Ukraine’s Secret Weapon Against Russia: Turkish Drones
In videoThis viral video went viral on Twitter last Sunday night.A massive explosion burst through what looks like a Russian convoy and hits a surface to air missile system.
The black-and white The footage was uploaded to the account for the Ukrainian armed forcesThis is just one example of the many social media posts that show the terrible effects of Ukrainian drone strikes against Russian hardware. As the drone’s payload explodes in the video—which appears to be a cellphone recording of a screen in a Ukrainian drone facility—people at the facility can be heard gasping in awe before breaking out in cheers and applause.
In just two days, the video had more than 3,000,000 views on Twitter. “Have fear, enemies! There will be no peace for you on our earth!” the Ukrainian armed forces wrote in the video’s caption.
The star of this video and others circulating on Twitter is the Bayraktar TB2 – a type of Turkish drone that the Ukrainian militaryRecent days have seen an increase in Russian military operations against the United States. On Tuesday, military personnel from Ukraine will gather Bayraktar drones destroyed 1 tank and 2 surface-to-air Missile Systems overnight. Bayraktar drones are also featured in videos posted on Twitter.Since at least 2021 the army has used this metric.They are seen blowing up an apparent Russian-looking building fuel convoyGroup of supply trucks.
The drones are small and lightweight, (around seven times lighter than the U.S. military’s Reaper drone,) with a 12-meter wingspan that allows them to remain in the sky for up to 30 hours at a time. Each droneEach person may carry four missiles guided by lasers according to Baykar Technologies promotional material.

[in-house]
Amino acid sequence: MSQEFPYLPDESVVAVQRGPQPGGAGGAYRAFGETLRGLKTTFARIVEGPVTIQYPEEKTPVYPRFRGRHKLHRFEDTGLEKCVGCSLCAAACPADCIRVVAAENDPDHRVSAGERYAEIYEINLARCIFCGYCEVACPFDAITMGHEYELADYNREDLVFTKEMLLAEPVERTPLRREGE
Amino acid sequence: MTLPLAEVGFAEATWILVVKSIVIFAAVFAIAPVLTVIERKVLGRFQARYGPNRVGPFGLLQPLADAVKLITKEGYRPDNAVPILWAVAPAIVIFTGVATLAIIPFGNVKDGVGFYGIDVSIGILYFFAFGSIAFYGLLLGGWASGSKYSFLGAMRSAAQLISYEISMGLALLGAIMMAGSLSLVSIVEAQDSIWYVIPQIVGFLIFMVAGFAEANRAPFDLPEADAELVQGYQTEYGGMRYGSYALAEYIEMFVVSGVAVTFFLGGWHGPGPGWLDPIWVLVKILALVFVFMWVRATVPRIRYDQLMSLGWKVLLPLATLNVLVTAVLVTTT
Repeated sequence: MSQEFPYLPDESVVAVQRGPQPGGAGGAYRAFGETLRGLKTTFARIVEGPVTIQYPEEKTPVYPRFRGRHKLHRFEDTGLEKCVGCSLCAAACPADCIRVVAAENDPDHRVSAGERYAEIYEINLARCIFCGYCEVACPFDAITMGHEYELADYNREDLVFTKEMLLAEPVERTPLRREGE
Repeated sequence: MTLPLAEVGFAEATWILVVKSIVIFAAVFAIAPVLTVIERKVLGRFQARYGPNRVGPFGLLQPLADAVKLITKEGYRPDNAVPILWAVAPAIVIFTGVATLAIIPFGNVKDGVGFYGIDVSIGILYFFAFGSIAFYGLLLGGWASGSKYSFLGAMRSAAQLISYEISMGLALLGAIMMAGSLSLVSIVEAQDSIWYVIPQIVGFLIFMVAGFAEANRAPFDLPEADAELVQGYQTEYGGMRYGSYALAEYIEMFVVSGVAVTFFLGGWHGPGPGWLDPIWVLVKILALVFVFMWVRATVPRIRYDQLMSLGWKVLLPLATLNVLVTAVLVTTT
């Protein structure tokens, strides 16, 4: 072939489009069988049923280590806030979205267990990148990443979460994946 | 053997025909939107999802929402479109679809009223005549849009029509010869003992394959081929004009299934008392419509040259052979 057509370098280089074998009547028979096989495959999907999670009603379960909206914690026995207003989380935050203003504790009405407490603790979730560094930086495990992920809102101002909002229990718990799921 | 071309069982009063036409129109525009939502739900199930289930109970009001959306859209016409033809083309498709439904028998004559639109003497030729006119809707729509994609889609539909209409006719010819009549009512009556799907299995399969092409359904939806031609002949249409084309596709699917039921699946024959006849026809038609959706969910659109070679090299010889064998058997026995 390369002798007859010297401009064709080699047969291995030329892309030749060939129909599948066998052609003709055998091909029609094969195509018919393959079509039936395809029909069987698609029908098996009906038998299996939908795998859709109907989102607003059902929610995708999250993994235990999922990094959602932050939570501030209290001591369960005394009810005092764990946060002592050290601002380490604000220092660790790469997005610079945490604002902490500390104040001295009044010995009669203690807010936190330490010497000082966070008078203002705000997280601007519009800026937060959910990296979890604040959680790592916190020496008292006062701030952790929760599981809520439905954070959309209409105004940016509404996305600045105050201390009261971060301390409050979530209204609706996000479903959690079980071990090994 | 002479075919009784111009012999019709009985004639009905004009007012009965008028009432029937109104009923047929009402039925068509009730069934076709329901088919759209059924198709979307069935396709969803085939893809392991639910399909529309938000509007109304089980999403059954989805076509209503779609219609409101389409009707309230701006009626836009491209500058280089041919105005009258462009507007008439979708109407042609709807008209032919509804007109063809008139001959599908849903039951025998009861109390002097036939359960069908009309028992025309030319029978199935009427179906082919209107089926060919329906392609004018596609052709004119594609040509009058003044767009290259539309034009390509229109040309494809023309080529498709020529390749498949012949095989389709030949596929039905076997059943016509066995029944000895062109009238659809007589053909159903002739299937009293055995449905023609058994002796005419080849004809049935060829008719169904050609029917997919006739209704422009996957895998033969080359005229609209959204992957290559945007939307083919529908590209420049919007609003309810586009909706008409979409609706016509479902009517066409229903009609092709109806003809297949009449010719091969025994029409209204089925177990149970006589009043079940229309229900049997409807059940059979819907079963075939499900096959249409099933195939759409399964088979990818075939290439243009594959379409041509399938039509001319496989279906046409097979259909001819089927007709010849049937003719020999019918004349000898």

Bayraktar drones have an impact in Ukraine
Ukraine’s drone campaign has contributed to its early successes in slowing the Russian advanceIs, and isUnexpected weaknesses in the Russian ArmyThese are the views of U.S. Military Analysts and European Military Analysts. Perhaps more significantly, analysts add, the videos are also becoming an increasingly prominent part of Ukraine’s information war – giving Russian invaders a reason to fear their enemy, and providing a vital boost for Ukrainian morale amid fears of a coming military onslaught. Analysts point out that drones will not change long-term war course.
“The footage released by the Ukraine military shows serious defects in Russian air defense cover, which is a surprise for many observers,” says Arda Mevlütoğlu, a Turkish military and aerospace analyst. “The footage is also very useful for PR and psychological warfare.”
In the past, the U.S. Military was the sole provider of reliable and accurate drones. The technology is becoming more widespread in recent years and can be found on many 21st-century battlefields. Turkey is currently the largest supplier. Turkish Bayraktar drones appeared in Ukraine over the past 2 years. They also made appearance in Ethiopia, Azerbaijan Libya, Syria, and Libya. In Ethiopia last year, rebel forces were threatening the capital Addis Ababa when the government used the drones to disarm them. In the conflict between Azerbaijan and Armenia in 2020, Turkish drones proved decisive in the Azeri victory against Armenia – a Russian ally.